First impressions and onboarding key factors

While first impressions are not always accurate (everyone has bad days – even companies) and completing tedious new employee forms simply can’t be avoided, it is crucial to an organization’s bottom line to do everything possible to get the welcome experience right. Why? Because people who are given a positive introduction to their co-workers and who are integrated into their new positions in a logical and fairly quick manner have a stronger foundation in your organization. They aren’t left feeling as though they’ve walked into chaos and are a bother to their manager and peers. They aren’t left guessing about what to do - or even worse for younger generations - why they are doing things.

When given appropriate attention, orientation and training, new team members understand the bigger picture and feel like they have a meaningful role in the success of the organization. Their feeling of positivity and purpose usually equals productivity and profit.

Whether you are a small business handling human resource, management and leadership responsibilities or a large corporation with facilities in several cities there are a few key factors that drive all successful new employee onboarding experiences:

Readiness: Have everything your employee will need for them to do their work set-up and ready for them to use before they arrive. Make sure their email address has been set up, a working computer is assigned and successfully connecting to the Internet, printer, shared network or anything else required for their role. Prepare their ID/name badge, business cards, basic supplies, and employee handbook. Make sure their work area/personal storage is cleared and take care of anything else unique to your organization that they will need.

Relationship-Building: You don’t have to throw a big and expensive bash to make someone feel welcome and appreciated. Simply accompanying them on a tour around the office and taking the time to introduce them everyone is helpful. Give them a list of names and titles ahead of time and then make sure there is an extra copy along with phone numbers and email addresses and other methods of common communication your team uses waiting for them after the tour to help with remembering names and faces.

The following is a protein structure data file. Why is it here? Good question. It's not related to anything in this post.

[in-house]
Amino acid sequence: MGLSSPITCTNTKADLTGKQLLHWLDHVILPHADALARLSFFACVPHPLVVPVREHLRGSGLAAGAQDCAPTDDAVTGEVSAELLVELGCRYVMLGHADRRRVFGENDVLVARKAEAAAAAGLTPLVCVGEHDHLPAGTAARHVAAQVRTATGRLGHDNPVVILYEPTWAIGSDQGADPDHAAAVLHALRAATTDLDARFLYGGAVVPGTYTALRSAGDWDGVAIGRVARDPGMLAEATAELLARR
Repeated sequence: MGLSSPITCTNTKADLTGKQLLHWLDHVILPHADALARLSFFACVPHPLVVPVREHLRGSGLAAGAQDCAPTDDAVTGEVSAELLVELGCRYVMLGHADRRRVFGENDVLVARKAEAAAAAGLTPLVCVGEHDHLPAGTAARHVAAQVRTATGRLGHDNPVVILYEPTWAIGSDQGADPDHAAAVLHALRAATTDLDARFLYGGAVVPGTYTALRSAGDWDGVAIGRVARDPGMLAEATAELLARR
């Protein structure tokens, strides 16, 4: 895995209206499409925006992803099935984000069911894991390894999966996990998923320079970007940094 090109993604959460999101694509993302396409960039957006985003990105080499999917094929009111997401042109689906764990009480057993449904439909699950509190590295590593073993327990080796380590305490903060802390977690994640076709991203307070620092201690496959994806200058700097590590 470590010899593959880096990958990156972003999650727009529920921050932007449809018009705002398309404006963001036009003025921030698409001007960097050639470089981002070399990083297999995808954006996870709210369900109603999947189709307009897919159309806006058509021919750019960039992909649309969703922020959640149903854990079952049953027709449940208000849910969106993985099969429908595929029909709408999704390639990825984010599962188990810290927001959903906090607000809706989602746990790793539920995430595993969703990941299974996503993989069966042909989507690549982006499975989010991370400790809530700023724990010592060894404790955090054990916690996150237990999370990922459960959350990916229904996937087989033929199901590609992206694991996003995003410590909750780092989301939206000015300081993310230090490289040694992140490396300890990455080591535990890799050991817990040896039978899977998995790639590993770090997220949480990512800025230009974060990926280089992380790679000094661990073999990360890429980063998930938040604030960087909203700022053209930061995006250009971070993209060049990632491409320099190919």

Invite them to any gathering areas and times that are cultural norms for your team so they begin to fit in. For instance, does everyone gather in the kitchen area informally or formally where ideas and information are often exchanged? Do you typically have a pot luck lunch for birthdays that the new person should be aware of? Maybe your team tends to be out of the office a lot so they always head to a certain restaurant on the third Thursday of the month and that happens to be the second day of your new employee’s time in your organization. Help them connect to their co-workers. These human connections, even if your team primarily works remotely via technology, are essential to them ultimately feeling engaged and dedicated to your common mission.

Reviews: Support your managers and leaders with ongoing professional development that helps them understand how to continually work on their communication skills. Their reviews of the team should not happen once a year or just a few scheduled times. The strong bonds established through open, honest and constructive communication will provide your organization with a team that is constantly exchanging ideas and feedback in a healthy manner that is the very definition of employee engagement. This sort of communication style and culture starts from day one of a new team member’s experience.

Recognition: Recognition has two important components. The first component has little to do with reward and is more about recognizing that employees are more than cogs in the wheel of progress; they are human beings with full lives within, and outside, the organization. Recognition is an essential part of relationship-building between managers and employees, and between co-workers. People feel good when they know others notice and care about them. It is important to recognize when those around us have something going on in their lives. While there is a fine line between being too cold and being too personal, simply being a kind and considerate human being is a reasonable and healthy way to recognize team members.

The second component of recognition is to reward and uplift outstanding or exceptional attitudes and behaviors as examples of what is desired and considered successful. This sort of recognition is what we most associate with the word. Rewarding recognition can be given in many ways, and is typically most effective when presented to the recipient in front of their peers or those they care about.

When bringing someone new into the fold, it is helpful for them to understand what is recognized and rewarded within their new environment. It allows them to share in celebrating the success of their peers and set their own goals.

We hope these factors help you make great first impressions that will yield the results you’re looking for as you grow your team.

Our Balance Concierge Ambassadors partner with human resource directors, department managers and team leaders in large organizations within the healthcare industry to help coordinate personalized and positive onboarding and relocation experiences for new team members. Contact us to learn more at  877.502.2201 or click here.